By Dan Boaz
FMCSA has extended its emergency declaration regarding COVID-19 through February 28. For the latest version and other guidance related to COVID-19 is available at www.fmcsa.dot.gov/COVID-19. Note that use of the declaration now requires monthly reporting by carriers.
The Federal Motor Carrier Safety Administration (FMCSA) has revised its regulatory guidance concerning the use of the term “medical treatment” for the purpose of accident reporting. The revised guidance explains that an x-ray examination is a diagnostic procedure and should no longer be considered “medical treatment” in determining whether a crash should be included on a motor carrier's accident register. For the Federal Register notice containing the revised guidance, visit https://www.federalregister.gov/d/2022-03997.
FMCSA has eliminated the requirement that drivers operating commercial motor vehicles (CMVs) in interstate commerce prepare and submit a list of their convictions for traffic violations to their employers annually. The agency said the requirement largely duplicates a separate rule requiring each motor carrier to make an annual inquiry to obtain the motor vehicle record (MVR) for each driver it employs from every state in which the driver holds or has held a CMV operator’s license or permit in the past year. To ensure motor carriers are aware of traffic convictions for a driver who is licensed by a foreign authority rather than by a state, FMCSA amended the rule to provide that motor carriers must make an annual inquiry to each driver’s licensing authority where a driver holds or has held a CMV operator's license or permit.
The final rule is effective May 9, 2022. For the Federal Register notice, visit https://www.federalregister.gov/d/2022-04930.
FMCSA has withdrawn two notices of proposed rulemaking (NPRMs) published during the Trump administration that would have allowed flexibility in the testing of commercial driver’s license (CDL) applicants for knowledge and skills. One NPRM would have allowed states to permit third-party skills test examiners to administer the skills test to applicants to whom the examiners had also provided skills training. FMCSA said that it was persuaded by numerous comments that the NPRM had the potential to undermine the integrity of the CDL testing process. For the Federal Register notice withdrawing the third-party CDL testing NPRM, visit https://www.federalregister.gov/d/2022-04968.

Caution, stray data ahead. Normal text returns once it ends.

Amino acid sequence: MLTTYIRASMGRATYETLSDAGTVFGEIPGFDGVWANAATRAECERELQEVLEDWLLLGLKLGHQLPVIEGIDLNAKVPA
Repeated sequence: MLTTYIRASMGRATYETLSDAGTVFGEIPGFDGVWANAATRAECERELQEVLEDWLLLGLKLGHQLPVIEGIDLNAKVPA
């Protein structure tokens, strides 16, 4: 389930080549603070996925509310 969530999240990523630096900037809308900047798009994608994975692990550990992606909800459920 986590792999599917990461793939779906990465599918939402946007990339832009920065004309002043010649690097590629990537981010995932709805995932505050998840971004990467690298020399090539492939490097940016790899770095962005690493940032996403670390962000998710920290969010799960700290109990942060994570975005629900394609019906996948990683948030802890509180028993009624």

The other NPRM would have allowed driver applicants to take the CDL general and specialized knowledge tests in a state other than the applicant's State of domicile. It also would have required the applicant’s state of domicile to accept knowledge test results from the testing state. In this case, the issue was not one of regulatory policy but rather one of process and technology. States had told the agency that security and operational concerns over out-of-state knowledge testing would have required significant changes that they were not feasible in the near term. For the Federal Register notice withdrawing the NPRM related to out-of-state knowledge tests, visit https://www.federalregister.gov/d/2022-04966.
The Biden administration announced a long-expected proposal to cut emissions of oxides of nitrogen (NOx) and greenhouse gases (GHGs) from commercial vehicles. The Environmental Protection Agency had announced in August that it planned to change NOx and GHG requirements, and even the Trump administration’s EPA in January 2020 had signaled further NOx reductions.
Under EPA’s proposed rule, changes in the heavy-duty emission control program would reduce NOx by at least 47% by 2045. The agency floated a more aggressive option that would reduce NOx by more than 60% by 2045. The proposal would change standards, test procedures, useful life, warranty, and other requirements.
The GHG portion of the proposal would accelerate for certain classes of commercial vehicles the existing standards set to be phased in beginning with model year 2027. Those standards had been set at the end of the Obama administration in 2016 when emerging technologies like electric propulsion for commercial vehicles were still only in the development or early adoption phase. EPA now looks to leverage the more rapid development of electric vehicles by revising fleet GHG standards for several vehicle categories, including short-haul tractors and delivery trucks as well as electric school buses and transit buses.
The agency has yet to formally published the notice of proposed rulemaking for comment. The draft document is available at https://www.epa.gov/regulations-emissions-vehicles-and-engines.
The Commercial Vehicle Safety Alliance (CVSA) has announced this year’s International Roadcheck dates as May 17-19 with a focus on wheel ends. Commercial motor vehicle inspectors in Canada, Mexico and the U.S. will conduct North American Standard Inspections of commercial motor vehicles and drivers at weigh and inspection stations, on roving patrols, and at temporary inspection sites. CVSA said that violations involving wheel end components historically account for about one quarter of the vehicle out-of-service violations discovered during International Roadcheck.
Having granted numerous exemptions to current regulations to suppliers of safety systems, FMCSA has adopted a final rule that increases the area of on the interior of a CMV where certain vehicle safety technology devices may be mounted. The rule also adds examples of vehicle safety technology that had not been included in the prior version of the regulation in Part 393.5. The rule is effective May 6. For the Federal Register notice, visit https://www.federalregister.gov/d/2022-03996.
FMCSA has granted the exemption request of the American Association of Motor Vehicle Administrators (AAMVA) to allow state drivers licensing agencies in Maryland, New Hampshire, and Virginia to continue using revised CDL pre-trip vehicle inspection and revised control skills test procedures following the completion of field tests conducted under an FMCSA waiver. For the Federal Register notice, visit https://www.federalregister.gov/d/2022-04255.